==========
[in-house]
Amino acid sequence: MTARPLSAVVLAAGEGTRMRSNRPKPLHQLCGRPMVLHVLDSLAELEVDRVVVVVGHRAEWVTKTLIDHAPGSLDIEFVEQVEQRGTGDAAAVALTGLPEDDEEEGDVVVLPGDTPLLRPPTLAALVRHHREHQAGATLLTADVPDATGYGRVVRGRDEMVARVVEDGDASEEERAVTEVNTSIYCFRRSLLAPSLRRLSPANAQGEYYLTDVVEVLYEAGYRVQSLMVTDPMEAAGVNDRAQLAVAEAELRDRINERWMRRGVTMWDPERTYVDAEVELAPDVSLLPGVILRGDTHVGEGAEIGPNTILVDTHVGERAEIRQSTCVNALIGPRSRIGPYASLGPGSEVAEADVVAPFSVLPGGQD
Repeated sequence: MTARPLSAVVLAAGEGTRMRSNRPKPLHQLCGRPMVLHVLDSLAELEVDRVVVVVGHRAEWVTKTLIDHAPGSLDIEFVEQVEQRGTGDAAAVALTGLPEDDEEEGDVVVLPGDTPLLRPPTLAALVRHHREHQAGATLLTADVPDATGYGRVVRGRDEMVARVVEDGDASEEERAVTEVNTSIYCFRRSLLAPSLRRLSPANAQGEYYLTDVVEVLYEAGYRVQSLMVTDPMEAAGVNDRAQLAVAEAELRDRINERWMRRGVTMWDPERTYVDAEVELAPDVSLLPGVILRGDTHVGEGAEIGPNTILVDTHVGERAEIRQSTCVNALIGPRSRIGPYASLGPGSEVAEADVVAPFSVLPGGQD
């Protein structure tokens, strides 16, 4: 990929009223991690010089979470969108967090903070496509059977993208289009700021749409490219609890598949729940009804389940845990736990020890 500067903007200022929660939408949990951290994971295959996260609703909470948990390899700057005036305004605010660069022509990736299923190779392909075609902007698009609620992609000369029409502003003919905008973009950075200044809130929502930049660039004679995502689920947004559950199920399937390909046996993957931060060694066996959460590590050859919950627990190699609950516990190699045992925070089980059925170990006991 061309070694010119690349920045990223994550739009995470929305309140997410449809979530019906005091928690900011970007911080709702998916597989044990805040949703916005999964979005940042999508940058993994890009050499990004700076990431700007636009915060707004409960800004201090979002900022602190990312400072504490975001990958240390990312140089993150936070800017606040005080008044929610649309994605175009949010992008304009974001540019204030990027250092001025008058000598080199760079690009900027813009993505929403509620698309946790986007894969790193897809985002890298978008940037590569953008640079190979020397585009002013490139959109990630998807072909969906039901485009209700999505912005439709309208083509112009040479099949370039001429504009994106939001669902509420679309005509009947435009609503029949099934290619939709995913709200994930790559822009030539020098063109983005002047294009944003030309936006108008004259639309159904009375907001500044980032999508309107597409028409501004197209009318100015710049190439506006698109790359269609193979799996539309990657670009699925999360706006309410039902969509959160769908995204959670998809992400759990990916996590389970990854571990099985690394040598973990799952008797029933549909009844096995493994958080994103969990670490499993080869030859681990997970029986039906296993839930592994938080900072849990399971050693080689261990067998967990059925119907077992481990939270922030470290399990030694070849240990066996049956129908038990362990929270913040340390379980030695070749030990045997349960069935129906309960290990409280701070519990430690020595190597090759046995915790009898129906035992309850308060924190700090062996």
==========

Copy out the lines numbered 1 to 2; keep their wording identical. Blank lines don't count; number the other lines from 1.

[in-house]
Amino acid sequence: MTARPLSAVVLAAGEGTRMRSNRPKPLHQLCGRPMVLHVLDSLAELEVDRVVVVVGHRAEWVTKTLIDHAPGSLDIEFVEQVEQRGTGDAAAVALTGLPEDDEEEGDVVVLPGDTPLLRPPTLAALVRHHREHQAGATLLTADVPDATGYGRVVRGRDEMVARVVEDGDASEEERAVTEVNTSIYCFRRSLLAPSLRRLSPANAQGEYYLTDVVEVLYEAGYRVQSLMVTDPMEAAGVNDRAQLAVAEAELRDRINERWMRRGVTMWDPERTYVDAEVELAPDVSLLPGVILRGDTHVGEGAEIGPNTILVDTHVGERAEIRQSTCVNALIGPRSRIGPYASLGPGSEVAEADVVAPFSVLPGGQD